Tuesday, August 14, 2007

A Gardener's Trials

Tuesday, August 14, 2007

There are parts about being a gardener that remind us how different we are from those with other pursuits. I really enjoy gardening now that I don't have to depend on hard work as a means of survival. When we moved to Vermont in the early 50's, green beans and squash from the garden and deer from the woods were staples. I couldn't stand spinach or Brussels sprouts or cabbage prepared any way imaginable or even carrots or broccoli, with or without cabbage worms despite repeated soakings in salt water. Those were memorable times but not great memories.

During the summer months when our nursery business is in full swing, there are certain parts about our lives that change. I am reminded of my younger years. Our house becomes a series of piles--piles of clothes, piles of mail, piles of ironing, piles of unread magazines. This list goes on and the house is a challenge to live in. When things get really bad, Gail hires someone to come in and mumble to themselves for a few hours while they put enough of us back together to make it through another couple weeks.

Liz lives next door and she is called upon annually to come bail us out. She does a great job and never rearranges things like Gail's friend, Corrine. Corrine also does a great job but with it comes a couple months of finding out where she hid everything. She's one of those people who will move around a wing chair so when she is finished you kind of have to put a hand behind yourself before you try to sit down because the chair you are shooting for might not be there any more. Liz cleans and organizes but she doesn't move stuff and I really appreciate that. Gail had her come in a couple weeks back and she spent parts of a couple days here.

Gardeners bring a lot of dirt into the house. I don't know if you're a better gardener if you bring in lots of dirt but Gail and I bring in tons. Within a week or so there was so much dirt that it was almost time to bring Liz back.

Two days ago I came back in the house to get the tractor keys and I noticed Gail with a hand full of dirty laundry heading for the washer. In one hand she was dragging a bath towel across the floor, kind of rearranging the dirt or maybe making some kind of fancy pattern in the dust. She resented the fact that I caught her performance which apparently was some attempt to rearrange the dirt so I wouldn't notice it and complain. I do a lot of work in the summer but house cleaning is never on my list.

Watching Gail brought me to an instant flashback of a time when I was about 8 so probably around 1955-6. We lived out of town and there weren't a lot of kids around so if I wanted to play with anyone else, I had to ride my bike or walk. A little over a mile away lived a couple of brothers with whom I occasionally played baseball. It wasn't all that much of a sport as we took turns hitting balls in the farm field and usually we spent more time finding the ball in the grass than hitting or catching it.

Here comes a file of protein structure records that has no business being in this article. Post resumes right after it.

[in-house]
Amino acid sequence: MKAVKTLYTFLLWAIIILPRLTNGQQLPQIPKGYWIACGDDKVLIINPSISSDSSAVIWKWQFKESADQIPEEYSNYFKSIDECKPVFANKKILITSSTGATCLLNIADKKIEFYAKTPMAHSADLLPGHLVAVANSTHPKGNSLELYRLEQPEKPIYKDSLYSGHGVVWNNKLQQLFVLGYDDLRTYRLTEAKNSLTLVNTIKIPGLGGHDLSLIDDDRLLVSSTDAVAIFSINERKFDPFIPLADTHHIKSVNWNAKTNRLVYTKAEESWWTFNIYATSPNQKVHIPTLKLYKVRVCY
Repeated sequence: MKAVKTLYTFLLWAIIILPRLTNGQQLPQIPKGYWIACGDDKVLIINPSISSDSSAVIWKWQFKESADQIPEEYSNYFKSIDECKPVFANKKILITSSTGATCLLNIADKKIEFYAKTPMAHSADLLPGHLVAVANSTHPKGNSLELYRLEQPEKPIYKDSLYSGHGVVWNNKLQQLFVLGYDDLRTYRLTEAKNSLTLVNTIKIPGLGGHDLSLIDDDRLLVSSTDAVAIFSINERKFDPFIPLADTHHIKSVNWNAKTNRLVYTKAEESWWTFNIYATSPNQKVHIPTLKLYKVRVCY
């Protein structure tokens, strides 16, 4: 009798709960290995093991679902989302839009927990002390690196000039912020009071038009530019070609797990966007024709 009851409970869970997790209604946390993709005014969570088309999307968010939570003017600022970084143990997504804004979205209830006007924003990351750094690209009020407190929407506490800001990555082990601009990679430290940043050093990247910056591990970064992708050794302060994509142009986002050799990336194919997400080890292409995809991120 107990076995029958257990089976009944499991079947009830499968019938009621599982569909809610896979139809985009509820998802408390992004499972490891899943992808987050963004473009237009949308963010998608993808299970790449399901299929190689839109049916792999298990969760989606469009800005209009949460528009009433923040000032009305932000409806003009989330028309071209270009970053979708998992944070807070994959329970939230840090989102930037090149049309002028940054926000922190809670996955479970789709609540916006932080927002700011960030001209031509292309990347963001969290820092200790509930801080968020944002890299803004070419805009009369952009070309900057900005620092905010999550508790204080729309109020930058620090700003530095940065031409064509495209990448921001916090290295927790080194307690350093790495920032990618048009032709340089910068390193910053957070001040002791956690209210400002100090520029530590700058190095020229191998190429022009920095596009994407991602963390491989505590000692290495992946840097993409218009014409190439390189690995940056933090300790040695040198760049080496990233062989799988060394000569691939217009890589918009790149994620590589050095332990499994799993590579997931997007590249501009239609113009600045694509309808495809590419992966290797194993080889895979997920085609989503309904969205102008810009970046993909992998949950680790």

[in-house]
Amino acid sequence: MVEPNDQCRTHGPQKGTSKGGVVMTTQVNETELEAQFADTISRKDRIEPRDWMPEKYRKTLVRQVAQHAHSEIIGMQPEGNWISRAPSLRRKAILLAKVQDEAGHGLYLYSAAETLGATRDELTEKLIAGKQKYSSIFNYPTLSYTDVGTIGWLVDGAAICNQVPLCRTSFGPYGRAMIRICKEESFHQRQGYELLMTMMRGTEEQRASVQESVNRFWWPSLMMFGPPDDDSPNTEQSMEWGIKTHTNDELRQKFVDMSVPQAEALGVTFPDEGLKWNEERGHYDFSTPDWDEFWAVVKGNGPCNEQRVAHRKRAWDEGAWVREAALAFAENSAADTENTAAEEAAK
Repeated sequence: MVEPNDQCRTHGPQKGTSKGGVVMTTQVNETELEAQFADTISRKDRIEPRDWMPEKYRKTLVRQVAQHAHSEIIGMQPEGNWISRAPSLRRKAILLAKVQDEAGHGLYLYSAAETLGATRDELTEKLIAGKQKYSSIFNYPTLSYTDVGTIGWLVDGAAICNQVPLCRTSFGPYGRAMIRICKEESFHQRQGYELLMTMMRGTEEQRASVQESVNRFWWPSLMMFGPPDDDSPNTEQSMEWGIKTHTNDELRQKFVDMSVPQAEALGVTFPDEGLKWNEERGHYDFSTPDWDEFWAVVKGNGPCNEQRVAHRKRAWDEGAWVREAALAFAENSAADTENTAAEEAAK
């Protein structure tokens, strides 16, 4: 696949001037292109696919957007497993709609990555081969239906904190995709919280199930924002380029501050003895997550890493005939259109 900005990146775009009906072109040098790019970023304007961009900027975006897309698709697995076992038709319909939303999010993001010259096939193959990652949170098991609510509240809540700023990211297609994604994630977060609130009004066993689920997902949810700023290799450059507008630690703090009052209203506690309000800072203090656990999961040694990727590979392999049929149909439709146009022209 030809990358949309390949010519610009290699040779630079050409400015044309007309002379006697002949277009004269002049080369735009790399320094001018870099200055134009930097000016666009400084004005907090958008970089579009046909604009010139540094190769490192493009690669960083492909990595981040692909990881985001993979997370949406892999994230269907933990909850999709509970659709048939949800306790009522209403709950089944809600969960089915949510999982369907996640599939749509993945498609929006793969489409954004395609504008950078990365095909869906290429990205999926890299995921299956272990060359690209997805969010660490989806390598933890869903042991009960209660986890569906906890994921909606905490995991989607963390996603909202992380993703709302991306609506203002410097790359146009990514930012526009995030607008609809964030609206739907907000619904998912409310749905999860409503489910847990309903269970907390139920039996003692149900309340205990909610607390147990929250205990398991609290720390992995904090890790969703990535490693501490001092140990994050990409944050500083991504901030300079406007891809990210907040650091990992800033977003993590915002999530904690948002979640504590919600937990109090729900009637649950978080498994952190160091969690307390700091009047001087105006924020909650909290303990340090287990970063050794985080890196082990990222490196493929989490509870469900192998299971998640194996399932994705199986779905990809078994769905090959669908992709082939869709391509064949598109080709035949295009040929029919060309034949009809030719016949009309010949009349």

One day Delmar called and asked if I wanted to come down. Delmar was the older of the two boys who lived with their mother and without their father which I could never figure out. Delmar called JK13 which was our phone number back then. It was a party line and every one got on it at the same time when they heard it ring. Privacy was an unfamiliar term and once in a while I heard my father say some nasty words to scare away some of the unwelcome listeners.

Anyway, Delmar called and I said I'd be right down. "Right down" meant coasting down the first half mile and then pushing the bike up the next hill, holding firm to my baseball glove, bat and ball. When I got to Delmar's I thought we'd start playing ball right away but his mother had other plans for him first. She was in the cleaning mood and because Delmar was about a foot and a half taller than she was, she wanted him to clean the living room before he played ball. Back in those days people had a lot of glassware and knick knacks in the living room and the stuff always collected dust.

Apparently there had been some sort of discussion before I arrived as the house never seemed to be an example of "clean and tidy" during previous visits so I was unclear why it had to be cleaned before we played ball. The mother persisted and Delmar protested and finally his younger brother and I sat on the steps waiting for him to get started.

Back in those days people often had vacuum cleaners like Electrolux that came with a variety of attachments. One common attachment was a paint sprayer which I absolutely never saw anyone use. Just the same, that attachment required you to put the vac in reverse and blow air, hence paint.

Now Delmar was taller than his mother and surely no dummy. He took the vac and reversed the air flow as if he was using the paint sprayer, which he wasn't. In short order he went around the living room blowing air on all the shelves. When the vacuum quieted down there was some terrible noise of the two fighting and then Delmar said "There, now you can reach the dust ." His idea of cleaning was to blow the dust down to a height his mother could reach. Words flew like the dust and as the door slammed, we crossed to road to the field and began playing ball.

Everyone has dirt in their house sometime and gardeners, especially busy gardeners, have different amounts. When people come to our place we want them to see the flowers, not the dirt on the floor. Unlike Delmar, we don't blow it down and pile it up. Wherever Delmar is now, I'll bet he has a leaf blower in the garage.

Writing from the mountain above Peacham Pond where it is cool, quiet and nice, kinda like hitting a long ball that is neither caught nor lost in the grass.

Garden greetings,

George Africa

P.S. The daylilies are exceptional this year. If you haven't stopped by yet, try to make it over!

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